Birdie on the Green

Why would a grandmother learn to fly anyway?

by Marjorie Johnson

“Cessna One Eight Echo, Cleared for takeoff.”

My twentieth solo hour. Time off, 9:54 a.m. Nose up, full power, right rudder. I am turning left. More right rudder. Still turning left, I’m not climbing. I’m going to clip someone’s tail!

The clock says 10:50 a.m. What am I doing here? I tried to sit up.

“Hold still please; just a few more stitches.”

Stitches? I feel okay, but I am strapped to a gurney. “Where is my airplane?”

“You set it down on the golf course. Just relax; you have had a good bump to the head.”

That’s right. Something happened to the plane, but what? Someone said that I crashed on the Palo Alto Golf Course. I remember that I set up a soft-field takeoff, and the tower cleared me. I couldn’t have crashed.

“We are from Channel 2. Can we interview you about the accident?”

“Sure, I guess.” I don’t remember any accident.

I made the television news, the crash on the golf course, me in the hospital bed. I was home in time for supper, but wearing a hospital gown, because the nurses cut my clothes off. My legs are stiff and bruised, my hip is hatching a purple duck egg, my head aches. A pretty good bump, just like they said.

Why would a grandmother learn to fly anyway?

I was afraid of every landing after my husband learned to fly. I took some flying lessons for safety; what would I do if the pilot passed out at 5000 feet? It took months for me to learn to land, mostly because the last fifty feet were just too close to the ground.

I could not give up now.

Three days after the accident, I went up with an instructor. The headset dug in and my head ached under the bandage. My heart pounded, my stomach knotted, and my palms perspired on the takeoff roll, but it was so beautiful over the coast that I remembered why I wanted to fly. If only these machines didn’t have to takeoff and land, I’d be in heaven.

I went to see One Eight Echo in the salvage yard, trying to remember the accident. The newspaper photo showed a Cessna 172 down on the green, with avid golfers in the background and the caption, “Crashed Birdie on the Course.”

But in real life, I saw that one wing had hit the ground, the landing gear was twisted, the propeller was bent outward at both tips, and all the windows were broken. The tail was okay, and maybe the radios. I could have died. Stunned, I had to sit down, right there in the dirt.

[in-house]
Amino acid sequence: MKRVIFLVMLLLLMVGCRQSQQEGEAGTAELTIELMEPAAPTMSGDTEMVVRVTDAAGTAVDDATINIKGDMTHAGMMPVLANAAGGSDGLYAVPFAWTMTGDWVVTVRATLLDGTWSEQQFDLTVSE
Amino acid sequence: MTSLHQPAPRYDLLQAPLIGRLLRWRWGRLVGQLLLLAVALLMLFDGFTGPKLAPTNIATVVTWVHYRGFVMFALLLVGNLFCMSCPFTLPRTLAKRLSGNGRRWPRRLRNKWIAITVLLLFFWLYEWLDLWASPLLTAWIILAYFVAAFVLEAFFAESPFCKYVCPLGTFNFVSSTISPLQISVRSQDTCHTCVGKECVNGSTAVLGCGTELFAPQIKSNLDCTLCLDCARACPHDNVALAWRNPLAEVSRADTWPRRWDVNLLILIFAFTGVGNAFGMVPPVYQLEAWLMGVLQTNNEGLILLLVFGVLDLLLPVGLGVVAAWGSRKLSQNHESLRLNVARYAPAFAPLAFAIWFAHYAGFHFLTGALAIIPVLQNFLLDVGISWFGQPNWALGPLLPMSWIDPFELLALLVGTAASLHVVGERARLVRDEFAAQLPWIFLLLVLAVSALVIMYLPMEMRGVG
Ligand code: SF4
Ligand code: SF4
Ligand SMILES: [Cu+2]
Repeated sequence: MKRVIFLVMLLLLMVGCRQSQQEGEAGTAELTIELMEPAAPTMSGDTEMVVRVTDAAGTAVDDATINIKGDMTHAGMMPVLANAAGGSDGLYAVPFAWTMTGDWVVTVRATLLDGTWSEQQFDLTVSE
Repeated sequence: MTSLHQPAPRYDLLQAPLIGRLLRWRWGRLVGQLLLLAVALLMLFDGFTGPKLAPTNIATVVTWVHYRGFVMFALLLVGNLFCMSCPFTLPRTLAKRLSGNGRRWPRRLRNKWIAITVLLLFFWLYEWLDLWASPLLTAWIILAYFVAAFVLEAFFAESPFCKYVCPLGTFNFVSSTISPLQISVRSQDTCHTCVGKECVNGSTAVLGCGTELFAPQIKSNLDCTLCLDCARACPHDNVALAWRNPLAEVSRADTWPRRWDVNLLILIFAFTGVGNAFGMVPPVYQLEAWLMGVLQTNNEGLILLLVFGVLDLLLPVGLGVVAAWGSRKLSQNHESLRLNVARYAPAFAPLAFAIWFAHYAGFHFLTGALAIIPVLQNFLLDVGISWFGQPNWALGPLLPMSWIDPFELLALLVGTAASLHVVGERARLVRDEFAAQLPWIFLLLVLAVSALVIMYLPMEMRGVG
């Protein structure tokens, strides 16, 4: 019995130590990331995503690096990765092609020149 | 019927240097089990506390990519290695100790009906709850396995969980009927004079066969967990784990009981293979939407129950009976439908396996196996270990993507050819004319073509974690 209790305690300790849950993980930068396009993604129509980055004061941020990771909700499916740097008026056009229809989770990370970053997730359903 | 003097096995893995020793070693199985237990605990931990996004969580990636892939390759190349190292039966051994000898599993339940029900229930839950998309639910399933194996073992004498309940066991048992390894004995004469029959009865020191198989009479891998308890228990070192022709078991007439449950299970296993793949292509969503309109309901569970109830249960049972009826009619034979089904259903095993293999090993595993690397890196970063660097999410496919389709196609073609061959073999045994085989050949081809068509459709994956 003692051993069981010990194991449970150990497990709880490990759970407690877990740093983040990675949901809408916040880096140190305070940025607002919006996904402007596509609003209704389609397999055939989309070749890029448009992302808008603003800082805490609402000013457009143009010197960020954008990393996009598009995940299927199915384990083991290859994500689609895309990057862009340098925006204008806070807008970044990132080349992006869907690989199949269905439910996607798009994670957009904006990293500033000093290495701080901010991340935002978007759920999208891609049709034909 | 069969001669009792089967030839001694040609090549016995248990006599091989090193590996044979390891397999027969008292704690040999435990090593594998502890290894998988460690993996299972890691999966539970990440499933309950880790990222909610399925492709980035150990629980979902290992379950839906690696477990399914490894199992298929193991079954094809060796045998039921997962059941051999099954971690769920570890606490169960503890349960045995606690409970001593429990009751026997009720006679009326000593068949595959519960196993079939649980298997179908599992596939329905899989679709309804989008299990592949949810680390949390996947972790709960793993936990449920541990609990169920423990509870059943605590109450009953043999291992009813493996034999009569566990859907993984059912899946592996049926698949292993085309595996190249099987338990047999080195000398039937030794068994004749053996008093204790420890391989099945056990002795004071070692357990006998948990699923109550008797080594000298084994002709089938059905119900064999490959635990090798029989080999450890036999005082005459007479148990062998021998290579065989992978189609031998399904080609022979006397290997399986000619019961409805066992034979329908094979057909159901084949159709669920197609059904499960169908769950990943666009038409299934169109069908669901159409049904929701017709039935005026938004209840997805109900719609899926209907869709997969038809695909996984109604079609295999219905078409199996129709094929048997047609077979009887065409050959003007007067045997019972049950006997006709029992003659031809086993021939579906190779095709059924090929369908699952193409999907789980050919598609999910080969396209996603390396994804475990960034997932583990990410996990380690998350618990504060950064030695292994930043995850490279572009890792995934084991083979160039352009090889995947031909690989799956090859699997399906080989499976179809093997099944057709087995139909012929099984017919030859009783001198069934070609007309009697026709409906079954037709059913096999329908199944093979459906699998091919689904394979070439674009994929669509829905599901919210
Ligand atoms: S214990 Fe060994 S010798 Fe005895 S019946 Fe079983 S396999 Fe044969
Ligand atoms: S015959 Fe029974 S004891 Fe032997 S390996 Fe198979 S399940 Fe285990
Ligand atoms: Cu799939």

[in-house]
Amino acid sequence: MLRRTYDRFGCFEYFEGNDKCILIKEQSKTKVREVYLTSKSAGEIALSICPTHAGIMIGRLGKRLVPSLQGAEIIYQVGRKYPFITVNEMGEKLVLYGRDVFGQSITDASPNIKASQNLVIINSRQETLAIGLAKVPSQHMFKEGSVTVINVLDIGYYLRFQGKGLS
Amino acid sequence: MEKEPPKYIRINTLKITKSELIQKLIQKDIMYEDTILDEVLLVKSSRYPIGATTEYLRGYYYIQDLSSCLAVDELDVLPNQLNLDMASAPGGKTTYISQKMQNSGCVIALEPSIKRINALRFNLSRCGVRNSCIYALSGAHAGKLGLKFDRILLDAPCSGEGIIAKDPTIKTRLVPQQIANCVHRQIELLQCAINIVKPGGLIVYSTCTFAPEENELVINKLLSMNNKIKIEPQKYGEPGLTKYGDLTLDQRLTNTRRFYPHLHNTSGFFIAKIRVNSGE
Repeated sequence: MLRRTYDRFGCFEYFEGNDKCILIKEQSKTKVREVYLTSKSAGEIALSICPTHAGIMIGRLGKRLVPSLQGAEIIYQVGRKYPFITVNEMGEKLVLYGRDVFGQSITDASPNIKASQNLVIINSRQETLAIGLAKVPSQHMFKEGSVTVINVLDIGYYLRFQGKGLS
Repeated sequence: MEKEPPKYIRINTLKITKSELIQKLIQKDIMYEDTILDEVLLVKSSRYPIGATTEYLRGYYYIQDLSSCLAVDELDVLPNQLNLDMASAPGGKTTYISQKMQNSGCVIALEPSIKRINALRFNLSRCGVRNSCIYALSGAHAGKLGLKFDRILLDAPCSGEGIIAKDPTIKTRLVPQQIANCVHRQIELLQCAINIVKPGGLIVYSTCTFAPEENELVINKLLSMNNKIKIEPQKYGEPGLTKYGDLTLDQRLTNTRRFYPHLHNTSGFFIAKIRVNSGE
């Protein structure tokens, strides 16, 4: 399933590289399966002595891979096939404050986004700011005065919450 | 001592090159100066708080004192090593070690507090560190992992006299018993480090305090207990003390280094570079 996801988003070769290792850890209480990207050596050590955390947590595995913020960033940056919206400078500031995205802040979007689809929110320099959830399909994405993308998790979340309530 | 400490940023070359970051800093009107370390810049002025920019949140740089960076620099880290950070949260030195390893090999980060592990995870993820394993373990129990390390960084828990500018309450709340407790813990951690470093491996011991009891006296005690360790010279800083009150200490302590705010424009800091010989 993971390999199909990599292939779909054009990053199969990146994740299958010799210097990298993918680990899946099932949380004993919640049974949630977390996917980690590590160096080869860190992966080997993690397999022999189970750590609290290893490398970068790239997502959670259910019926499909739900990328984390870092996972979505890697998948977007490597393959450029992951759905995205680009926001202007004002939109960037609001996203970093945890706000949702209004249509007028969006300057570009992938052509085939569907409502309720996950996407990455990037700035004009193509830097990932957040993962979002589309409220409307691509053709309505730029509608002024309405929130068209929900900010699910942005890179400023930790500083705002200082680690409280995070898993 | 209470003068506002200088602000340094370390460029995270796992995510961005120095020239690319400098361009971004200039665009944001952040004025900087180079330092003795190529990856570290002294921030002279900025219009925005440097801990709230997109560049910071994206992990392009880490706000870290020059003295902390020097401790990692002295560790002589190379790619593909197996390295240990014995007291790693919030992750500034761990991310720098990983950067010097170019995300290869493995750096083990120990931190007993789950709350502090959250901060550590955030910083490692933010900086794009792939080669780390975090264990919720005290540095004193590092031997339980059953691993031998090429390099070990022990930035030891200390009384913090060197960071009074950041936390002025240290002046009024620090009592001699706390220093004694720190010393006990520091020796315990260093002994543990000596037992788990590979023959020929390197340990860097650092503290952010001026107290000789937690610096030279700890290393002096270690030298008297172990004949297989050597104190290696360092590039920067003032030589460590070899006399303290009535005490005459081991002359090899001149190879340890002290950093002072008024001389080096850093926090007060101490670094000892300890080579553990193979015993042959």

The FAA investigator said, “A stall/spin accident.” Uprooting the tree didn’t have much to do with it. “Have your instructor call me. I want you to fly ten hours of stall recovery practice before you solo again.”

In the plane with the instructor, every time I did a stall and recovery, my heart would pound and panic rose within my breast. After two logbook hours of the same three maneuvers, my teacher said, “I always hated stalls; I can’t do this anymore.” He quit.

The aerobatic instructor took me on. We did loops and rolls and spins in his Citabria. And of course, spin recovery, which was the purpose of the flight. Next came stalls and spins entered from every conceivable direction. The worst was stall recovery in inverted flight, even worse than hammerhead stalls.

It seemed that every one of these odd maneuvers turned into a spin. Thank goodness I never get airsick. I learned to love landings because it meant I could get out of that airplane and take off that unused parachute.

For my final stall training, we changed to stalls from every configuration possible for a small Cessna. The good news was no parachute; the bad news was weeks of leg cramps from holding right rudder.

I flew low airspeed landing patterns while the stall warning horn screamed in my ear. We stalled and did steep turns at 11,000 feet, as high as it would go, followed by spiraling down, down, down, with no engine, caused by turning the fuel to the off position. Around and around, watching the ground getting closer and closer, all the while wondering if the engine would start again.

Later, I survived stalls while wearing a hood that masked out everything but the instrument panel, the engine roaring in my ears while everything felt completely out of control. We stalled in turns, going up, going down, like a roller coaster in the air. My fear of landings was replaced by an unvoiced fear of taking off.

EPILOGUE: A bump on the head didn’t stop me. Six months later I got my private pilot’s license. That was many years ago, and all of that stall recovery practice made me a better pilot.

The important thing is not to never makes mistakes. The important thing is what you learn from them.

Now I have over 1000 hours and an instrument rating. Wth my husband, Frank Johnson, I have flown east to New York and Washington D.C, north to Calgary, south to the tip of Baja, and a 5000nm circuit in Australia.

Published with permission from the author.